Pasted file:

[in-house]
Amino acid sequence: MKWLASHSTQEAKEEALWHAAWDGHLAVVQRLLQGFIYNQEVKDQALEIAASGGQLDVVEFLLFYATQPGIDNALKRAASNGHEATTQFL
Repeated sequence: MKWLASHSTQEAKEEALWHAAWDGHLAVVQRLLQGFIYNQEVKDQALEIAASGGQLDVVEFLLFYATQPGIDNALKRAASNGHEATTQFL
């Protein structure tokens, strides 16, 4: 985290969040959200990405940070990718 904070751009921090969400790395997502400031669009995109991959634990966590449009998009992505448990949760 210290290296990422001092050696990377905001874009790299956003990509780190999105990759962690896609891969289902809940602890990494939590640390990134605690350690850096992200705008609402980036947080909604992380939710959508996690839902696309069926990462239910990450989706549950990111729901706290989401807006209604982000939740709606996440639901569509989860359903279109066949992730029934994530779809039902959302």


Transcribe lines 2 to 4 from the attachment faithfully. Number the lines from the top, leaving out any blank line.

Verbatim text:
Amino acid sequence: MKWLASHSTQEAKEEALWHAAWDGHLAVVQRLLQGFIYNQEVKDQALEIAASGGQLDVVEFLLFYATQPGIDNALKRAASNGHEATTQFL
Repeated sequence: MKWLASHSTQEAKEEALWHAAWDGHLAVVQRLLQGFIYNQEVKDQALEIAASGGQLDVVEFLLFYATQPGIDNALKRAASNGHEATTQFL
């Protein structure tokens, strides 16, 4: 985290969040959200990405940070990718 904070751009921090969400790395997502400031669009995109991959634990966590449009998009992505448990949760 210290290296990422001092050696990377905001874009790299956003990509780190999105990759962690896609891969289902809940602890990494939590640390990134605690350690850096992200705008609402980036947080909604992380939710959508996690839902696309069926990462239910990450989706549950990111729901706290989401807006209604982000939740709606996440639901569509989860359903279109066949992730029934994530779809039902959302």